BRIEF SYNOPSIS: Astronaut/Reporter Ulysse Mérou struggles for intellectual freedom among a society of Apes on another planet.
PROS: Classic sf feel; fast-paced; interesting situations and portrayals; not the ending I was expecting having only seen the 1968 film.
CONS: Clunky translated narrative; questionable science at times.
BOTTOM LINE: Well worth the read even if you think you know how it will turn out.
Planet of the Apes was one of my first science fiction films and I loved it. I will be watching it again soon and I wanted to see how it stood beside the book on which it was based: the 1963 French novel La Planète des singes (literally translated as Monkey Planet) written by Pierre Boulle in 1963.
The structure of the story is a first-person narrative of tag-along space traveler and reporter Ulysse Mérou and is bookended by leisurely astronauts who find his message. Ulysse Mérou was part of a three-man spaceship crew (the others were leader Professor Antelle and physician Arthur Levain) that set out to explore the star Betelgeuse, and in doing so land on the Earth-like planet they name Soror. There they find that men are reduced to living as primitive savages, living in the jungles and unable to speak. The sight of these talking outsiders sparks curiosity and fear in the natives, but not as much fear as imposed by the ruling species of the planet: apes.
The ape civilization of Soror is made up of three components: the gorillas are the brawn, the chimpanzees are the intellects, and the orangutans are the purveyors of “official science” or status quo. Thrust into this world, Ulysse, now separated from his companions, must convince the apes that he is not a talented animal, but a thinking intelligent being who deserves equality among them. Ulysse, who does not speak their language, eventually manages to convince two chimpanzee scientists (Zira and her fiancée Cornelius) that he is indeed intelligent. The hard part is persuading Zaius, an Old School orangutan who thinks Ulysse’s unique abilities are nothing more than parlor pet tricks.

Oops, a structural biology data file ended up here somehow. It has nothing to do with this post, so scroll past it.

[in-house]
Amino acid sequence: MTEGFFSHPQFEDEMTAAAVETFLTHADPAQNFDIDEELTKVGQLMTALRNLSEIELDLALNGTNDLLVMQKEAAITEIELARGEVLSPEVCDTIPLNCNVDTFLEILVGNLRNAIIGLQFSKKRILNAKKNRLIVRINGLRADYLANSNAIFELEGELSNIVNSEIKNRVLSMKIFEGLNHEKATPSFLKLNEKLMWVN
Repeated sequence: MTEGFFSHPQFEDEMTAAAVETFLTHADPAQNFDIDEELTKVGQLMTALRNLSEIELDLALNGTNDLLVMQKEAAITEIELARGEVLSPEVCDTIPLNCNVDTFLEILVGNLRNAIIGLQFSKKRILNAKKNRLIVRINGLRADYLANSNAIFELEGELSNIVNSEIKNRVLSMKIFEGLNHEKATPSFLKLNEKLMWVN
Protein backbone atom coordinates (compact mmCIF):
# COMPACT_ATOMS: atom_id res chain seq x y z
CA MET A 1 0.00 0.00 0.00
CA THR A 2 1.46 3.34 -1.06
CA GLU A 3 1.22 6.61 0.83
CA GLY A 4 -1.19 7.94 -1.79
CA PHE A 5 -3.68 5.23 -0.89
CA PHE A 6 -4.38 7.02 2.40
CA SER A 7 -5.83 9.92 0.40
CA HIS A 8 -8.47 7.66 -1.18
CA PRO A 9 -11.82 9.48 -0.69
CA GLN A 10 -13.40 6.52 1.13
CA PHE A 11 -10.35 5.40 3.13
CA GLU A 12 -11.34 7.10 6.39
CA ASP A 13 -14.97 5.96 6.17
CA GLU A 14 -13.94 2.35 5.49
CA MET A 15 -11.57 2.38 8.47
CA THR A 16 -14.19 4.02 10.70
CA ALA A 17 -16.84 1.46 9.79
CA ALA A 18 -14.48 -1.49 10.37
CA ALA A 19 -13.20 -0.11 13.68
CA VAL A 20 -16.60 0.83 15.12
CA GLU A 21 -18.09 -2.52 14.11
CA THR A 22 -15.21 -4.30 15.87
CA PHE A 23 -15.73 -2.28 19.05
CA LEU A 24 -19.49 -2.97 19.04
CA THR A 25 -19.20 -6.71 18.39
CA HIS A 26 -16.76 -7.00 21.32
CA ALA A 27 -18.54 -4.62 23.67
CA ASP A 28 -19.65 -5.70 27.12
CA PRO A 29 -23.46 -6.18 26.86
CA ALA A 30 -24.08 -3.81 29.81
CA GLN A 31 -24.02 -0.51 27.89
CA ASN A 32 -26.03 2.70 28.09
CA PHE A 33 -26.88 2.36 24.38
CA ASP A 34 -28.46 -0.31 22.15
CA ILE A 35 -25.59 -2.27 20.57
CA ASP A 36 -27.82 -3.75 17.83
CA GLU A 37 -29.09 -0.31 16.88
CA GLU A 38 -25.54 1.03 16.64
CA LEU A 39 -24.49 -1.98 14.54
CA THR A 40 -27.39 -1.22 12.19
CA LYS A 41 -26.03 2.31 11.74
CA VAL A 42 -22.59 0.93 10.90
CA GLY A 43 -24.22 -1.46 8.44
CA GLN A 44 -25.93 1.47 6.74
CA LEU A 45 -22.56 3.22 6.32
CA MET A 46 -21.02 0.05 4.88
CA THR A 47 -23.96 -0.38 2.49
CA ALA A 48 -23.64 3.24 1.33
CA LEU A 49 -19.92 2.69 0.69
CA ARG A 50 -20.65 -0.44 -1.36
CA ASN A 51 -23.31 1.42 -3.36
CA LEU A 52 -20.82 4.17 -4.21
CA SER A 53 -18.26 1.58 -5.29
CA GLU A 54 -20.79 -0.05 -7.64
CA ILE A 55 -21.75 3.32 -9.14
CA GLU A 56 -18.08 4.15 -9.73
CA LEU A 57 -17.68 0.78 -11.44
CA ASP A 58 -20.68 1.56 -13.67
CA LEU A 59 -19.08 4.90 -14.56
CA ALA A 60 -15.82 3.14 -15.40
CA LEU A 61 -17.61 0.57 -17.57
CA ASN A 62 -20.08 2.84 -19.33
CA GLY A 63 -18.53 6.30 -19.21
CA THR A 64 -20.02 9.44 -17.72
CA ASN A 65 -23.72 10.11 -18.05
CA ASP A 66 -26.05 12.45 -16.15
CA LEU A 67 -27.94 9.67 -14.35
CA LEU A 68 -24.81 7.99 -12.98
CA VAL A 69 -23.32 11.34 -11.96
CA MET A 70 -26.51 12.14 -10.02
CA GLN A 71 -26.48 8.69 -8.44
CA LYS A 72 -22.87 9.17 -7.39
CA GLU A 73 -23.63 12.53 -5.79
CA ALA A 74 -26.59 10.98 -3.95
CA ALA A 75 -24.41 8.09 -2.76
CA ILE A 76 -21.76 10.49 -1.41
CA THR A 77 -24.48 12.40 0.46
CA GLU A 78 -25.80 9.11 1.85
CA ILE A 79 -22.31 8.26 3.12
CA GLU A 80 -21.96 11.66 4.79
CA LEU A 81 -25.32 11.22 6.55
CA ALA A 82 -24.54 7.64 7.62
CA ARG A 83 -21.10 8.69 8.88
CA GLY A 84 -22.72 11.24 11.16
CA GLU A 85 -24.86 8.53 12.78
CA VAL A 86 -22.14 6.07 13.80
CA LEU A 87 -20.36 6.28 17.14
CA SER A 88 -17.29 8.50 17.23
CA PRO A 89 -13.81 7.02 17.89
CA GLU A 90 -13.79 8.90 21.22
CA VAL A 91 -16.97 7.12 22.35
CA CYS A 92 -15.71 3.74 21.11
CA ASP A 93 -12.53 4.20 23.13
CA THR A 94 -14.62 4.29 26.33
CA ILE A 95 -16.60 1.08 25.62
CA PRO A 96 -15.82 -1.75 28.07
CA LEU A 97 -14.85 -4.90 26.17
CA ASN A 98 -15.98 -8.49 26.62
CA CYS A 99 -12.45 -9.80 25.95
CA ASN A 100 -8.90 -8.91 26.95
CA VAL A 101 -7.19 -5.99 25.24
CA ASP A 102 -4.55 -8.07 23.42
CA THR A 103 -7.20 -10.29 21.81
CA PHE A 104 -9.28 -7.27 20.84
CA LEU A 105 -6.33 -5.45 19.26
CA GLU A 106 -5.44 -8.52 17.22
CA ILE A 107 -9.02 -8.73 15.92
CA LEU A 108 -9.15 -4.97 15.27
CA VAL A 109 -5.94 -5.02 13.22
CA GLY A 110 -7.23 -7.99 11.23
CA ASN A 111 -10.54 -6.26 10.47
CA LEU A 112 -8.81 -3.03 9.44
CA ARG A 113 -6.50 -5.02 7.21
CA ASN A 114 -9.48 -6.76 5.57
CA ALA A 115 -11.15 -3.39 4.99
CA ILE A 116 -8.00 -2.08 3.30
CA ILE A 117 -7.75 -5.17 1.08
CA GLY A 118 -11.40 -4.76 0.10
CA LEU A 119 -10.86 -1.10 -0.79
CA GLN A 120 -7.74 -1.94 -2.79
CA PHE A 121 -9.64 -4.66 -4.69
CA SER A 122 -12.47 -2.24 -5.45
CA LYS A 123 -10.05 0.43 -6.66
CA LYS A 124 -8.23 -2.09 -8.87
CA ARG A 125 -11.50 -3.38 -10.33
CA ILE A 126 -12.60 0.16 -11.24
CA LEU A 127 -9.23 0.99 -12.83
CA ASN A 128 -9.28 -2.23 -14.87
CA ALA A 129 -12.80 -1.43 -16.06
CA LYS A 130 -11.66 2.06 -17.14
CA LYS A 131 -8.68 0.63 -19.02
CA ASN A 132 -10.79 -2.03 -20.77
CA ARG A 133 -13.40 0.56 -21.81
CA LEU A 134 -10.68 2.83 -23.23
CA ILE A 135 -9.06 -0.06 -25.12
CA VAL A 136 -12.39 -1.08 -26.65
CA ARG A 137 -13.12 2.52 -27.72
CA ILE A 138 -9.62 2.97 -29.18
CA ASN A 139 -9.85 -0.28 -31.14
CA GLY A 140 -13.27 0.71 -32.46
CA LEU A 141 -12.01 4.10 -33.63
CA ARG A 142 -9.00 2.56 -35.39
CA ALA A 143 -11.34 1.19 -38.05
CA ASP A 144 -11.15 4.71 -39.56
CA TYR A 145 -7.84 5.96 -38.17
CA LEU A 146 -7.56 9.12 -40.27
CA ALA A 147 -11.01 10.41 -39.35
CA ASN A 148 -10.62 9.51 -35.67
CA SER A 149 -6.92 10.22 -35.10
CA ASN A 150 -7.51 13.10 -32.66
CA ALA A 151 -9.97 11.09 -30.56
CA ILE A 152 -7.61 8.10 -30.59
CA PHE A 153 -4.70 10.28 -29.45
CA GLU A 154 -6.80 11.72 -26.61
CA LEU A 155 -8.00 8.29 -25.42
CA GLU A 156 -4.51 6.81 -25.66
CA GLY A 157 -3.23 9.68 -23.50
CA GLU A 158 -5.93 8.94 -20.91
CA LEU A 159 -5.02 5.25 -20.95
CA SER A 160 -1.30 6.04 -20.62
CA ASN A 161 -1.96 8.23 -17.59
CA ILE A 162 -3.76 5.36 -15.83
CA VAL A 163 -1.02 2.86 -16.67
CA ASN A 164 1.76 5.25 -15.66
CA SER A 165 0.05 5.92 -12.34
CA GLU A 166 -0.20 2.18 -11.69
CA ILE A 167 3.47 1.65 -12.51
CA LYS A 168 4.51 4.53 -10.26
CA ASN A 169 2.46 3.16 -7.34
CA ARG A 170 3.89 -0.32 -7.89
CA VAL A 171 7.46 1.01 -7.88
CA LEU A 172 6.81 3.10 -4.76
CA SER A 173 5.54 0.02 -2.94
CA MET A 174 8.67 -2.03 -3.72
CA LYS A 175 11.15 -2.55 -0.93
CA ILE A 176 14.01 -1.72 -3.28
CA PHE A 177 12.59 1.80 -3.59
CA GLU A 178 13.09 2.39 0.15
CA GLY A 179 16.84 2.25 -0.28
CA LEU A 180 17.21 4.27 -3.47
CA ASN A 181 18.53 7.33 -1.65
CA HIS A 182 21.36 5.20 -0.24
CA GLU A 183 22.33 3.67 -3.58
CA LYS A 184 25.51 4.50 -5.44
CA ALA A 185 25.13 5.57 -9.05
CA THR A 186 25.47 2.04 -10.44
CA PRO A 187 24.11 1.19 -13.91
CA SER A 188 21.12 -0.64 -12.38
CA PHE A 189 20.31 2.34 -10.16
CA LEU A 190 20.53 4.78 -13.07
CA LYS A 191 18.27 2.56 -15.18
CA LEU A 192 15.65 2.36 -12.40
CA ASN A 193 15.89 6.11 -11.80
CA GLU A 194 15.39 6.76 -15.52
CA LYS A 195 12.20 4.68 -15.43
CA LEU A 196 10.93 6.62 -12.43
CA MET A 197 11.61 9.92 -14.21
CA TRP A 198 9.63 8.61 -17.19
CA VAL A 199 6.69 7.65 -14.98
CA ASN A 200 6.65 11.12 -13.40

The main strength of this book is in portraying apes as the planet’s dominant species. This reversal of roles is one of the classic tools that science fiction uses to hold up a mirror up to our own society, and in this respect, Planet of the Apes works as a cautionary story on an evolutionary scale. While here on Earth we may see apes as animals, the society of the apes on Soror is fairly advanced. Their level of technology allows for cars, aircraft, and even satellites, for example. Perhaps even more impressive is that there is equality among apes, even though the three races have their definite roles in society. But they also experiment on humans for the benefit of science, and therein lay the danger: if Ulysse cannot prove his intelligence, he will eventually be subject to medical experimentation. This fight for intellectual freedom and social acceptance is the driving thread of the book.
Worth noting are some minor quibbles that, while making a small impact overall, made Planet of the Apes feel slightly rough around the edges. Foremost was the prose which was clunky at times. Is this edition (2000 Gramercy) the only translation of Boulle’s French original version, I wonder? Also, some of the science was questionable; particularly the ability to stimulate the recall of species memory, which provided convenient plot advancement at the expense of believability. Also, why do the travelers take it in stride that human life would exist on another planet?
But these anomalies only detract from the reading experience in a small way. Planet of the Apes is well worth the read even if you think you know how it will turn out. The book ending is different than the 1968 film version (not sure about the 2001 Tim Burton film version) in some necessary ways, and I’ll talk about them when I review that film.